SAT – The “Environmental Context Dashboard”

I probably read about this in the WSJ article, but when I went back to look at it they threw a soft paywall at me, so I’ll link the CNN article instead. That’s a fairly good that’s pretty neutral and reasonably short.

While it did immediately raise some concerns, I understand what they are trying to show and don’t exactly disagree with it. The purpose seems to be to highlight above average students with adverse backgrounds because they had shown promise in spite of the lack of resources. The idea is that these are among the most exceptional students and when given better opportunities will far exceed the “standard.”

On the surface at least, it makes sense anyway. The people who persevere in the face of adversity do generally seem to have better outcomes. In a way, though, that’s the survivorship bias at work though. We get to see and hear about the people who pushed through and “made it,” but how many do we not hear about. What happened to them? Did they turn out better, worse, or the same for all the extra effort? Of course, this is a great opportunity to study that sort of thing and find out.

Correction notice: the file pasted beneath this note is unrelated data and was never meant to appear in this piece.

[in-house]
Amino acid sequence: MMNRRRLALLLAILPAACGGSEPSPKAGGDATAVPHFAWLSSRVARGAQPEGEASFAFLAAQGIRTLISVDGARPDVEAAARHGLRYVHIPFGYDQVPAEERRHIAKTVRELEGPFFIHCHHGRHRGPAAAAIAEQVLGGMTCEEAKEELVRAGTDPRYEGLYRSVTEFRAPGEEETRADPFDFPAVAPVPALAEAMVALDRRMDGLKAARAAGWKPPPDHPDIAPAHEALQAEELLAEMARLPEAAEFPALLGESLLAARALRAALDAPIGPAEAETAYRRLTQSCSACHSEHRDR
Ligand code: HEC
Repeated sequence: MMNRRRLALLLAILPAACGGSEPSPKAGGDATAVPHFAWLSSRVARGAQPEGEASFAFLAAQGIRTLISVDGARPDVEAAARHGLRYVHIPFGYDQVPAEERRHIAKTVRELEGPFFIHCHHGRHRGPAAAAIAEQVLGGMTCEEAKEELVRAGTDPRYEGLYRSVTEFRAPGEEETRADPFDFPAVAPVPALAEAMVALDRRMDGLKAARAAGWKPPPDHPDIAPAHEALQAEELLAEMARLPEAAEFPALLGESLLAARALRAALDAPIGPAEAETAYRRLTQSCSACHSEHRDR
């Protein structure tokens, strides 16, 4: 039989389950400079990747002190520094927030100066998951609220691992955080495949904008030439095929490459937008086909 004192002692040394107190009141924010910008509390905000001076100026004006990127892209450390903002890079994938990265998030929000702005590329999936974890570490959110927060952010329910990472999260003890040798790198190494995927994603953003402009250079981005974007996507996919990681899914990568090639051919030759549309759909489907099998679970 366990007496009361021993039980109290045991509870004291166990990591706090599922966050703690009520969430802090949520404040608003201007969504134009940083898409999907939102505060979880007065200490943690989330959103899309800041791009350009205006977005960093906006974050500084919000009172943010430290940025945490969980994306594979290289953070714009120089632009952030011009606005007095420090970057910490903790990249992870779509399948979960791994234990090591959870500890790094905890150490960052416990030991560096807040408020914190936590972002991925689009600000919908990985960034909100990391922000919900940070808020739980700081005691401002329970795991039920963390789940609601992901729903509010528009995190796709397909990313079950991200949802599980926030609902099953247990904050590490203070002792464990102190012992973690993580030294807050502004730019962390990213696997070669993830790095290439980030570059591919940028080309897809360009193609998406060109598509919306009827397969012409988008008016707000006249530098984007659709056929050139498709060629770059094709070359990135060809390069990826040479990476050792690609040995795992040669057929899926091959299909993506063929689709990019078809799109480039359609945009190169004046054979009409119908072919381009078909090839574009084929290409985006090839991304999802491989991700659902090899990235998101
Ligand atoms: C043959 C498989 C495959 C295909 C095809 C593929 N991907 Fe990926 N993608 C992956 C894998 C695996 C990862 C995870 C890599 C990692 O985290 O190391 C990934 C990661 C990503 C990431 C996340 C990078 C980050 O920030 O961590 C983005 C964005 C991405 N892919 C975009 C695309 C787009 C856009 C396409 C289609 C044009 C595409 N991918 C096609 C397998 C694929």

There are some underlying problems as well, though. I was immediately reminded of the kind of treatment Russian people received following the Soviet communist revolution. People who had parents from a working-class background, factory workers and the like, received more food, better education, and other benefits. Meanwhile, those from even a slightly upper-middle class background received nothing because “they already had the means.” It’s a dangerous idea, though a bit of a slippery slope argument at the moment.

It’s also been stated that this score will be withheld from the students and only visible to colleges. I… don’t like that. I think the lack of transparency makes it even more dangerous. For something as extraordinarily critical to your fresh high school student as an SAT score, used to make important choices, visibility of their situation provides much better guidance.

Of course, I’m sure they’re trying to cut down on people gaming the system. People from X neighborhood get a better score so we should live there. People with Y skin color are getting better scores, “it’s not fair.” “If I get a better job it will hurt my children’s chances.”